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BC Conservation Data Centre: Species Summary


Fulica americana
American Coot


 
Scientific Name: Fulica americana Gmelin, 1789
English Name: American Coot
 
Classification / Taxonomy
Scientific Name - Concept Reference: American Ornithologists' Union (AOU). 1998. Check-list of North American birds. Seventh edition. American Ornithologists' Union, Washington, D.C. [as modified by subsequent supplements and corrections published in The Auk]. Also available online: http://www.aou.org/.
Classification Level: Species
Species Group: Vertebrate Animal
Species Code: B-AMCO
Kingdom Phylum Class Order Family
Animalia Craniata Aves Gruiformes Rallidae
   
Conservation Status / Legal Designation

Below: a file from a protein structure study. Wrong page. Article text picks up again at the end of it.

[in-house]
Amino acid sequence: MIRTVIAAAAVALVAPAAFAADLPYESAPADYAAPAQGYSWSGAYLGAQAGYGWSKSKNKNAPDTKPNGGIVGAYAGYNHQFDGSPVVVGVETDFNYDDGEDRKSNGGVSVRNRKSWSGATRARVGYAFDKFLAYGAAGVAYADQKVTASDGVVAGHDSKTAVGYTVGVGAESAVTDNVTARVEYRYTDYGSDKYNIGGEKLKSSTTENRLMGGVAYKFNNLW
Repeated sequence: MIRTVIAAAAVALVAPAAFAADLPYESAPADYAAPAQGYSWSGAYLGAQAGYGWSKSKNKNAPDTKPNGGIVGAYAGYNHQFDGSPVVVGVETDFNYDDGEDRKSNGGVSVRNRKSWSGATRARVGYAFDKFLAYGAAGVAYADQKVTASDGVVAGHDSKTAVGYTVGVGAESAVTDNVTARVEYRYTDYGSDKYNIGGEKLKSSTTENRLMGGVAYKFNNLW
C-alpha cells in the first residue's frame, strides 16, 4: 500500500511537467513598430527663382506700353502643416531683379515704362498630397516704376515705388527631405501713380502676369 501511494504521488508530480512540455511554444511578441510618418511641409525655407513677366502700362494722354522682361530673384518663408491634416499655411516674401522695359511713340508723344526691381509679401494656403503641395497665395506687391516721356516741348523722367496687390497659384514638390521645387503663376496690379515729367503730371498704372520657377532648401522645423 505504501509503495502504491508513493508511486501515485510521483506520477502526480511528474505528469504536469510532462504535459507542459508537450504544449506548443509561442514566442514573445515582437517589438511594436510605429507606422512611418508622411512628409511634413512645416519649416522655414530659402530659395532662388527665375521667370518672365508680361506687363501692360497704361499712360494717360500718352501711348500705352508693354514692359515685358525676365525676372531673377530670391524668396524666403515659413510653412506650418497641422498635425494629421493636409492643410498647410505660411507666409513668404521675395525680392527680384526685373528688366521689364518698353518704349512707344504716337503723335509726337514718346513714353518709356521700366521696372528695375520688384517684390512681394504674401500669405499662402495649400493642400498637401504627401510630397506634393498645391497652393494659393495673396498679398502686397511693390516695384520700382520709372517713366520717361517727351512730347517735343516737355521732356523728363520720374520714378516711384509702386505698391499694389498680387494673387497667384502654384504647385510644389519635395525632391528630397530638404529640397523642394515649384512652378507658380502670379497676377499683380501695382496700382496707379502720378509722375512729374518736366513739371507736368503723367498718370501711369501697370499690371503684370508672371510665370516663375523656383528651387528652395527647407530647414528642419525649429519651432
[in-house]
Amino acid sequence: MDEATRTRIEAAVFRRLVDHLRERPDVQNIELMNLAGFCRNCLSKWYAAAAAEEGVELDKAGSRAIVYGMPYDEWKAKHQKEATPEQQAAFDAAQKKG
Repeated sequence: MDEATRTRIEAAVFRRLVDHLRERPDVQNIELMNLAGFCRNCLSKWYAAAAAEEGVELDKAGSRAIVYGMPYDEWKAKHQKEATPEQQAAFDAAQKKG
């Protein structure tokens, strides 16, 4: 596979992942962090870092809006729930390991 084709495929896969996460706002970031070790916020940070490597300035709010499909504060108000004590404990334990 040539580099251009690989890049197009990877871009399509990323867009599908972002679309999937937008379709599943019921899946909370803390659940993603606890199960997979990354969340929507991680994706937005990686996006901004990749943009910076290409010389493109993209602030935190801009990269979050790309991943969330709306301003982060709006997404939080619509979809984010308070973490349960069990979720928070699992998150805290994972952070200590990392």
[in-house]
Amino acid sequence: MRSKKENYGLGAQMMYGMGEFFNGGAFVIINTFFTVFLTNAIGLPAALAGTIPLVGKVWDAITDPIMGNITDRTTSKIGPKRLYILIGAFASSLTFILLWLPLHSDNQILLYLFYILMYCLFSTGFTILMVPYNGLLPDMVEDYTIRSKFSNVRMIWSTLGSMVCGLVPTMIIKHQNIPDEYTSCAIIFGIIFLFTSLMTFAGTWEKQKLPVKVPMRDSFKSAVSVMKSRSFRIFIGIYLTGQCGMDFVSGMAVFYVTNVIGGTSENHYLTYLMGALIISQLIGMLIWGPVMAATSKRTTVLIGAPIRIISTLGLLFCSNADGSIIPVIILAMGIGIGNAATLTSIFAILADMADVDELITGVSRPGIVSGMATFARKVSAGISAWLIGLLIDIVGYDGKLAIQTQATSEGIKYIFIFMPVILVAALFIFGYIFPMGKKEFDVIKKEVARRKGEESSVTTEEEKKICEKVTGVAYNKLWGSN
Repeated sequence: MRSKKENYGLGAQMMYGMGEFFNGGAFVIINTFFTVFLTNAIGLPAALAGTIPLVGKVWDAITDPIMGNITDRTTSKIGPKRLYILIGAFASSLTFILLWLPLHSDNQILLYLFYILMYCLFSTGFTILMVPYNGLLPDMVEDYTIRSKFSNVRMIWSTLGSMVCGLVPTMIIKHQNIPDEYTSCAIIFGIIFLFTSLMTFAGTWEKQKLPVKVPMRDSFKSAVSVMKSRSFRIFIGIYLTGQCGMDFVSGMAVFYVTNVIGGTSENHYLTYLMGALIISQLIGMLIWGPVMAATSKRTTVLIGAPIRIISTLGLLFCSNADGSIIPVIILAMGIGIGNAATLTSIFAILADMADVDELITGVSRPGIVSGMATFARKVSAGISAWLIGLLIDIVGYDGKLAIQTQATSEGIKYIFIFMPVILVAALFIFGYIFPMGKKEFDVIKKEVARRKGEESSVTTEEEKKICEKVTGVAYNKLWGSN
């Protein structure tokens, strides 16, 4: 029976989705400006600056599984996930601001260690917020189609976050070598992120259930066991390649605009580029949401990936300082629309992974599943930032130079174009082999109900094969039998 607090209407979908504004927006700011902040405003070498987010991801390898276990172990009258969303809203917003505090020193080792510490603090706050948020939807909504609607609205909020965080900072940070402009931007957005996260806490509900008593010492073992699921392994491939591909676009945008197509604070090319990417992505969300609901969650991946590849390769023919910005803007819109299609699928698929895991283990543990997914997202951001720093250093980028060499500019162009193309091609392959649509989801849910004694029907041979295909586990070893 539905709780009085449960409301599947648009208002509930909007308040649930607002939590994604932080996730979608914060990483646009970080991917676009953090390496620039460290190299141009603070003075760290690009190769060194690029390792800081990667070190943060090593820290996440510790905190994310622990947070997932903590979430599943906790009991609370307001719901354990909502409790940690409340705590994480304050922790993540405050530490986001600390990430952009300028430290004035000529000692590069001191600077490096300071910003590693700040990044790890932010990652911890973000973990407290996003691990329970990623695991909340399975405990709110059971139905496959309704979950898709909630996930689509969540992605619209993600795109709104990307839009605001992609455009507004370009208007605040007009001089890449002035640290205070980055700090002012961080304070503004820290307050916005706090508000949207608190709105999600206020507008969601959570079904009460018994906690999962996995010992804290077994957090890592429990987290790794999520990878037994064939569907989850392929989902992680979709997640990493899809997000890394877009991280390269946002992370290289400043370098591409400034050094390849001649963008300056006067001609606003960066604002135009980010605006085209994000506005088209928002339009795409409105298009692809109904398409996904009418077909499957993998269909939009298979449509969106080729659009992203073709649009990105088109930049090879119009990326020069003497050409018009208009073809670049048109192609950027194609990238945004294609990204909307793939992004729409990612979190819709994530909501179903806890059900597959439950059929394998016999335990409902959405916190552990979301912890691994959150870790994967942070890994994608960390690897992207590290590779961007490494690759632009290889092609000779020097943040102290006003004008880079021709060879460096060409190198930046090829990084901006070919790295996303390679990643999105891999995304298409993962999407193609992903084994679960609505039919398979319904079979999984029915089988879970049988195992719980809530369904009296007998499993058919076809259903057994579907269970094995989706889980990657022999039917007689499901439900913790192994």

Global Status: G5 (Apr 2016)
Provincial Status: S4S5B (Mar 2015)
BC List: Yellow
Provincial FRPA list:   
Provincial Wildlife Act:
COSEWIC Status: Not at Risk (May 1991)
SARA Schedule:
General Status Canada: 4 - Secure (2005)
Migratory Bird Convention Act: Y
   
Ecology & Life History
General Description: A dark henlike bird with a blackish head and neck, slate body (paler in juveniles), and a frontal shield that usually is small and maroon or dark brown (may become bulbous at peak of breeding season; a few have a white frontal shield); undertail coverts white on the sides, black in the middle; white trailing edge on wings; whitish bill; large feet with lobed toes (NGS 1983).
Global Reproduction Comments: Clutch size is 6-22 (most often 8-12 in North America; average about 6 in Hawaii). Incubation lasts 23-24 days, by both sexes. Young are tended by both parents, though brood may be divided between them. First flies probably at 7-8 weeks. Usually renests if first clutch is destroyed (Condor 95:273-281); easily able to produce many additional eggs (Auk 109:407-421).
Global Ecology Comments: Nonbreeding: often in groups (Stiles and Skutch 1989).